Logging Workouts For Posterity

I first started running in 2003. Not that I didn’t run before that, but that’s when I became “a runner” (arguably). That’s when I started running with running performance as the end goal instead of running with rugby as the end goal. The first thing I did was seek out some people who were already runners and drain their brains of whatever info I could. One of the best pieces of advice I got was to keep a training log. Back then, lots of people who logged their training did so in a hand-written training diary, but I was lucky that I was beginning at a time when CoolRunning was already available. This meant I could have all of my training logged online without having to go back and re-enter old information.

CoolRunning was great–nice analysis tools, kept up with miles on shoes, etc. But then they sold out to Active, and I didn’t like the interface as much. So I started trying other sites like MapMyRun and Livestrong. It’s great to have the ability to map training courses, but they are all lacking something. There are either too many ads, not enough analysis tools, whatever. As a result, I have training data spread out across multiple logging sites, and what I really want is one place to keep all of my data.

Now I’m the one who has to re-enter old information when I find a logging tool I like.

I recently started using DailyMile, and I like it a lot. Sure, there are a couple of issues with it too. The analysis tools and interface are great. It’s also social–sort of like the “Facebook for training”. But you can’t go back and do analysis on lifetime data (yet). It’s also difficult to import old data. They have an API, and some guys have started a Java client library, but there’s still a lot of going back to the sites I used before and collecting the data.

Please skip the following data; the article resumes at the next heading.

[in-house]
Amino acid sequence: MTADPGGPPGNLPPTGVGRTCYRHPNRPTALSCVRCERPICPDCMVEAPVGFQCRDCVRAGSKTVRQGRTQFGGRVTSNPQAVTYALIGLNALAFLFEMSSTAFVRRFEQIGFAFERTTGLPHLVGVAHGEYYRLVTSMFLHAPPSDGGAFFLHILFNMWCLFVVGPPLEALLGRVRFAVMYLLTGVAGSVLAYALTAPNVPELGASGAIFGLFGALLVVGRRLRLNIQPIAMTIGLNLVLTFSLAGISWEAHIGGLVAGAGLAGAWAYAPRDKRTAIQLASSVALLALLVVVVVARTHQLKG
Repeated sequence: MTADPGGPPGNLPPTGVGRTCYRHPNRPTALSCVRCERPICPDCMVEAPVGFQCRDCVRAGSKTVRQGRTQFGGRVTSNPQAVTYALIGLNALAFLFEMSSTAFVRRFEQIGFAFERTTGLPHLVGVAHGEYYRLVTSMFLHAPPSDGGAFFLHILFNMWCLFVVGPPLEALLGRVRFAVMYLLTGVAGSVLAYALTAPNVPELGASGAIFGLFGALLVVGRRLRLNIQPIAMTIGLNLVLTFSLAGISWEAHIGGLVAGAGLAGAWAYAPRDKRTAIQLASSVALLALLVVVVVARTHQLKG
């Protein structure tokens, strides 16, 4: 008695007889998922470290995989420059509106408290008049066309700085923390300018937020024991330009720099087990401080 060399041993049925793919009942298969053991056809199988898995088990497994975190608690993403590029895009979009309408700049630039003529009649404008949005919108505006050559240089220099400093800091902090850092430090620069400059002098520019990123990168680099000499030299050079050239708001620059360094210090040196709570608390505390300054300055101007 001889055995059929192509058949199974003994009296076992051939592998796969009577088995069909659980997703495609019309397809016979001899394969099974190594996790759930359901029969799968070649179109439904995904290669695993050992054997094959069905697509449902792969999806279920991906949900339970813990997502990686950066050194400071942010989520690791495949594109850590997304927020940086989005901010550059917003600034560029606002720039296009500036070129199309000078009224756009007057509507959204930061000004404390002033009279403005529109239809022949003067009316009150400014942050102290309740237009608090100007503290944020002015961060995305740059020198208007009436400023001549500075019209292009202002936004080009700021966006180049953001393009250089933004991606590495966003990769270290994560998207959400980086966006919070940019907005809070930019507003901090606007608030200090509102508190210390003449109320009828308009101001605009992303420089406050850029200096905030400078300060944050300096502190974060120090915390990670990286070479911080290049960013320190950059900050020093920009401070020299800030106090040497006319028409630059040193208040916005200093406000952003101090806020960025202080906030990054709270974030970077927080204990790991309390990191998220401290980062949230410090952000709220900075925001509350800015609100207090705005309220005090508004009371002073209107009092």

What I’ve been doing is entering my new workouts as I do them, then going back and entering the data from the same date on previous years. If I have time, I’ll go back and enter some other old workouts as well. This seems like a hassle and something that would be best to do automatically.

But there’s an upside to doing it manually too. As I’m going back, I’m actually reading my old training logs and doing mental analysis on them. It’s helping with my current training. For instance, it’s encouraging to see how far I’ve come in the swim compared to the first swims I logged back in 2005. And holy crap…I was on a training tear in the summer of 2004. And while I feel like I’m so much slower right now than I was when I was marathon training in 2003, it’s nice to see that my times and splits are comparable to what they were then.  I’ve also noticed that I was much more negative about my training back in 2003 (maybe pressing too hard?). I expected every outing to be a PR and to feel great all the time. That’s funny to me now, knowing how “normal” it is to go out and have crappy training days every once in a while.

What I’m getting at is that it’s great to keep a training log, but it also may be worth your time to go back and review it periodically so you can see your growth and improvement. That isn’t always going to show up in the calculated pace from the workouts. A big part of it will show up in the notes you kept. Even if you have hand-written training logs, it may be a good idea to spend a few minutes each day going back and reviewing your logs from the previous years on that exact date, just to help keep things in perspective.

Keeping a training log is a good tip. I’d say reading your training log is a good tip too.

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